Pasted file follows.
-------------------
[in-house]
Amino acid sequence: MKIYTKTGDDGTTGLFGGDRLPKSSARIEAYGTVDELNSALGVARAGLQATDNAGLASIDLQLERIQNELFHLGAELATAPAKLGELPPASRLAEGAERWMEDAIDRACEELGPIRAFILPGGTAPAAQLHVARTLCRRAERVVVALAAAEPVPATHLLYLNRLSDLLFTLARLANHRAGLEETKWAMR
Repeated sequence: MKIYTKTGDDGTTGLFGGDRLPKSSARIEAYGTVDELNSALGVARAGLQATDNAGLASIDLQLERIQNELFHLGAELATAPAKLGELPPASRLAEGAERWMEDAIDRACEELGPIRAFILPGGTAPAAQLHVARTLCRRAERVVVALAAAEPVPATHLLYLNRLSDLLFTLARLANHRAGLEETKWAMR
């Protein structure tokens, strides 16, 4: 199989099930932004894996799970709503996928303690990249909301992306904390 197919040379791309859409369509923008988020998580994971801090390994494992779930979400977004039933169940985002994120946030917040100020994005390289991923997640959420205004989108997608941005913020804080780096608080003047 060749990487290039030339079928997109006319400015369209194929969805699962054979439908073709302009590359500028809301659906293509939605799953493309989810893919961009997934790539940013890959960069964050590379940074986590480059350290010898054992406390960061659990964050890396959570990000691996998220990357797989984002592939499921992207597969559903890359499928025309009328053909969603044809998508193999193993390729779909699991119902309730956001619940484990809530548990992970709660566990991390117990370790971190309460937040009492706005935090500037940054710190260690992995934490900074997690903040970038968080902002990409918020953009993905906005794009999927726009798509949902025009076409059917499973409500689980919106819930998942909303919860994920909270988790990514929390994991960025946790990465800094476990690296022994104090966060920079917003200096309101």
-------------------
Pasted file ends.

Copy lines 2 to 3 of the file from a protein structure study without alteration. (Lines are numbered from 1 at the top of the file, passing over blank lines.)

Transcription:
Amino acid sequence: MKIYTKTGDDGTTGLFGGDRLPKSSARIEAYGTVDELNSALGVARAGLQATDNAGLASIDLQLERIQNELFHLGAELATAPAKLGELPPASRLAEGAERWMEDAIDRACEELGPIRAFILPGGTAPAAQLHVARTLCRRAERVVVALAAAEPVPATHLLYLNRLSDLLFTLARLANHRAGLEETKWAMR
Repeated sequence: MKIYTKTGDDGTTGLFGGDRLPKSSARIEAYGTVDELNSALGVARAGLQATDNAGLASIDLQLERIQNELFHLGAELATAPAKLGELPPASRLAEGAERWMEDAIDRACEELGPIRAFILPGGTAPAAQLHVARTLCRRAERVVVALAAAEPVPATHLLYLNRLSDLLFTLARLANHRAGLEETKWAMR